In Memory of Carroll Blake Gambrell Jr., P.E.
Longtime NSPE member and founding dean of Mercer University’s School of Engineering Carroll Blake Gambrell Jr., P.E., died November 17 at the age of 91.
Gambrell also was a member of the Georgia Society of Professional Engineers, which created a scholarship fund in honor of him and his wife, Olive.
Before becoming dean of Mercer’s School of Engineering upon its establishment in 1985, Gambrell was a faculty member at Purdue University and Arizona State University and served as vice president of academic affairs at Florida Technological University (now the University of Central Florida).
While at Mercer, located in Macon, Georgia, Gambrell was named the first Georgia Kaolin Industry Endowed Chair in Engineering in 1987 and helped establish the Mercer Engineering Research Center in Warner Robins, Georgia, which he also directed from 1987–95. He retired as dean emeritus of the School of Engineering and as vice president of research for the university in 1997. He was named a Mercer National Engineering Advisory Board Fellow in 2000.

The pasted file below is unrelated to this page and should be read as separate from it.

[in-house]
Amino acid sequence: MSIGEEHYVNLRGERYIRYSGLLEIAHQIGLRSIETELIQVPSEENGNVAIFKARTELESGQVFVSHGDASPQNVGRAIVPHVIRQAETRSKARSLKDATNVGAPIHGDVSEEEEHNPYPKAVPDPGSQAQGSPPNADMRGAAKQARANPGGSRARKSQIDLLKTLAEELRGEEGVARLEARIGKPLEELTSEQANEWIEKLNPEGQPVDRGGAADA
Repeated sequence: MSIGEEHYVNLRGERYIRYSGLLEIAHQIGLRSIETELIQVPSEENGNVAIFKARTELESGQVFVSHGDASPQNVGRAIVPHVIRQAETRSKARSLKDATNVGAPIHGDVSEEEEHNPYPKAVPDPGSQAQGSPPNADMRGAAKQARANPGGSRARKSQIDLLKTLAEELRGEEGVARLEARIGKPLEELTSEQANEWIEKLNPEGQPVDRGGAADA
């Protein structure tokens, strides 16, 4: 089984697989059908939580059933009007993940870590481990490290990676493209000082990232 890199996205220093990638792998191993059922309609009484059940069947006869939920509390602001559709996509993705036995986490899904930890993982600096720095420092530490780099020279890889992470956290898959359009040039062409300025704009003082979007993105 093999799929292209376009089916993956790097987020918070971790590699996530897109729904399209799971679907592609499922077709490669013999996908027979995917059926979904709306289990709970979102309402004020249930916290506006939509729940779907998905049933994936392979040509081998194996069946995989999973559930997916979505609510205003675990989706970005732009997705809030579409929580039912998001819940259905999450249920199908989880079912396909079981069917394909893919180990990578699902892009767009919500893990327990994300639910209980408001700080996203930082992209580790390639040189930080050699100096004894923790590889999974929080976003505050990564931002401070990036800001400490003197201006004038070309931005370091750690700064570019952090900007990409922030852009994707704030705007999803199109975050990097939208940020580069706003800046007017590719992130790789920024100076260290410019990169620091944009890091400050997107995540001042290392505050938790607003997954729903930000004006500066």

Gambrell was born on December 1, 1924, in Birmingham, Alabama. He studied engineering at the University of Alabama, was a member of the ROTC program, and enlisted in the US Army Reserve.
He was called to active duty in April 1943 and sent to Yale University to continue his engineering education, after which he served in the Army’s 276th Engineer Combat Battalion in Europe during World War II. He fought in the Battle of the Bulge and received the Purple Heart for combat duty in Central Europe and the Battle for Remagen Bridge. On April 10, 2013, he was awarded the French Legion of Honor Medal for his service in World War II.
After the war, Gambrell earned his bachelor of science in engineering from Clemson University, master of science in engineering from the University of Florida, and PhD in industrial engineering from Purdue University.
He was also a member of the Institute of Industrial Engineers and the American Society of Engineering Education, and he served on the board of ABET. He conducted more than 40 accreditation visits in the US and abroad.